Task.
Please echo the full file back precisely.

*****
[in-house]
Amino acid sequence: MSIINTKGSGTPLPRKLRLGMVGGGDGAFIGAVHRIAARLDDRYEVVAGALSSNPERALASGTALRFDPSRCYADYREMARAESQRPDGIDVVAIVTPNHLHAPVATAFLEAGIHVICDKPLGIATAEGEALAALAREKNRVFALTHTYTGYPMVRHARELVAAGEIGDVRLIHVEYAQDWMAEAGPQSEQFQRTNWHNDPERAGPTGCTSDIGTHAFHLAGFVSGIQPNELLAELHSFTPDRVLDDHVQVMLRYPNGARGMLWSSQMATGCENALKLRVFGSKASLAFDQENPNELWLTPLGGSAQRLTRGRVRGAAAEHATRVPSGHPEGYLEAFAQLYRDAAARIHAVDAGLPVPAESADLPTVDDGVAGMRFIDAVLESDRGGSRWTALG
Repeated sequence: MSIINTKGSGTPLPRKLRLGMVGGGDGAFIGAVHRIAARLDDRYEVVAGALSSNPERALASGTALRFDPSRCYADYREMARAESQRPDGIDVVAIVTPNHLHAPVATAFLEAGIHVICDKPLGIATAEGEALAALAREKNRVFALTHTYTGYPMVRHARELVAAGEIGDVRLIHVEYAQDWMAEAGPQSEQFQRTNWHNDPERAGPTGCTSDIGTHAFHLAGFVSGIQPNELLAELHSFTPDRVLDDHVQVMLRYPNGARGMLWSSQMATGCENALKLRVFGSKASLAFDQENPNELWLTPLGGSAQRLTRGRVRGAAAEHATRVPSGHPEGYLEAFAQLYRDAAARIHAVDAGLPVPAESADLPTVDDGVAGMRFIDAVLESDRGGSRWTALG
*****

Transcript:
[in-house]
Amino acid sequence: MSIINTKGSGTPLPRKLRLGMVGGGDGAFIGAVHRIAARLDDRYEVVAGALSSNPERALASGTALRFDPSRCYADYREMARAESQRPDGIDVVAIVTPNHLHAPVATAFLEAGIHVICDKPLGIATAEGEALAALAREKNRVFALTHTYTGYPMVRHARELVAAGEIGDVRLIHVEYAQDWMAEAGPQSEQFQRTNWHNDPERAGPTGCTSDIGTHAFHLAGFVSGIQPNELLAELHSFTPDRVLDDHVQVMLRYPNGARGMLWSSQMATGCENALKLRVFGSKASLAFDQENPNELWLTPLGGSAQRLTRGRVRGAAAEHATRVPSGHPEGYLEAFAQLYRDAAARIHAVDAGLPVPAESADLPTVDDGVAGMRFIDAVLESDRGGSRWTALG
Repeated sequence: MSIINTKGSGTPLPRKLRLGMVGGGDGAFIGAVHRIAARLDDRYEVVAGALSSNPERALASGTALRFDPSRCYADYREMARAESQRPDGIDVVAIVTPNHLHAPVATAFLEAGIHVICDKPLGIATAEGEALAALAREKNRVFALTHTYTGYPMVRHARELVAAGEIGDVRLIHVEYAQDWMAEAGPQSEQFQRTNWHNDPERAGPTGCTSDIGTHAFHLAGFVSGIQPNELLAELHSFTPDRVLDDHVQVMLRYPNGARGMLWSSQMATGCENALKLRVFGSKASLAFDQENPNELWLTPLGGSAQRLTRGRVRGAAAEHATRVPSGHPEGYLEAFAQLYRDAAARIHAVDAGLPVPAESADLPTVDDGVAGMRFIDAVLESDRGGSRWTALG